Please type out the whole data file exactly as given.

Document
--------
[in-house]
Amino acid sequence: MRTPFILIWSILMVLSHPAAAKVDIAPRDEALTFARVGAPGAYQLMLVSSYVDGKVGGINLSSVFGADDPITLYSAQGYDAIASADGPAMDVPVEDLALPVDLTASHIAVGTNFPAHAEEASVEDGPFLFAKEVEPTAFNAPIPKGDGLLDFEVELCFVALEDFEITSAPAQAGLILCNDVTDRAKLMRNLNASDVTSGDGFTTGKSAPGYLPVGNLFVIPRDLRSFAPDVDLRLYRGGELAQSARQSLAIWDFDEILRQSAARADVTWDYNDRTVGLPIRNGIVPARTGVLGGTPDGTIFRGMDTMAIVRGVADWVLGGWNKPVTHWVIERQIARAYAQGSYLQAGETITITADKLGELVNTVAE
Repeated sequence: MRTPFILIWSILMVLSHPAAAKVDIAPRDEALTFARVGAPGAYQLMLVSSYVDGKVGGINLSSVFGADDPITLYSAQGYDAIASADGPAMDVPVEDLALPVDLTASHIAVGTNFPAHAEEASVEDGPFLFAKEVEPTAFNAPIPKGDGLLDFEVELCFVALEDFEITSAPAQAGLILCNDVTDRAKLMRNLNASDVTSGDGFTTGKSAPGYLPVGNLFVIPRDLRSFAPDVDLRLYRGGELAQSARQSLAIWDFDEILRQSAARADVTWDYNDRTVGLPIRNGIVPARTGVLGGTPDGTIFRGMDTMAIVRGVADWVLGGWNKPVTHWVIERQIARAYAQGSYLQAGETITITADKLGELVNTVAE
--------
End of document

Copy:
[in-house]
Amino acid sequence: MRTPFILIWSILMVLSHPAAAKVDIAPRDEALTFARVGAPGAYQLMLVSSYVDGKVGGINLSSVFGADDPITLYSAQGYDAIASADGPAMDVPVEDLALPVDLTASHIAVGTNFPAHAEEASVEDGPFLFAKEVEPTAFNAPIPKGDGLLDFEVELCFVALEDFEITSAPAQAGLILCNDVTDRAKLMRNLNASDVTSGDGFTTGKSAPGYLPVGNLFVIPRDLRSFAPDVDLRLYRGGELAQSARQSLAIWDFDEILRQSAARADVTWDYNDRTVGLPIRNGIVPARTGVLGGTPDGTIFRGMDTMAIVRGVADWVLGGWNKPVTHWVIERQIARAYAQGSYLQAGETITITADKLGELVNTVAE
Repeated sequence: MRTPFILIWSILMVLSHPAAAKVDIAPRDEALTFARVGAPGAYQLMLVSSYVDGKVGGINLSSVFGADDPITLYSAQGYDAIASADGPAMDVPVEDLALPVDLTASHIAVGTNFPAHAEEASVEDGPFLFAKEVEPTAFNAPIPKGDGLLDFEVELCFVALEDFEITSAPAQAGLILCNDVTDRAKLMRNLNASDVTSGDGFTTGKSAPGYLPVGNLFVIPRDLRSFAPDVDLRLYRGGELAQSARQSLAIWDFDEILRQSAARADVTWDYNDRTVGLPIRNGIVPARTGVLGGTPDGTIFRGMDTMAIVRGVADWVLGGWNKPVTHWVIERQIARAYAQGSYLQAGETITITADKLGELVNTVAE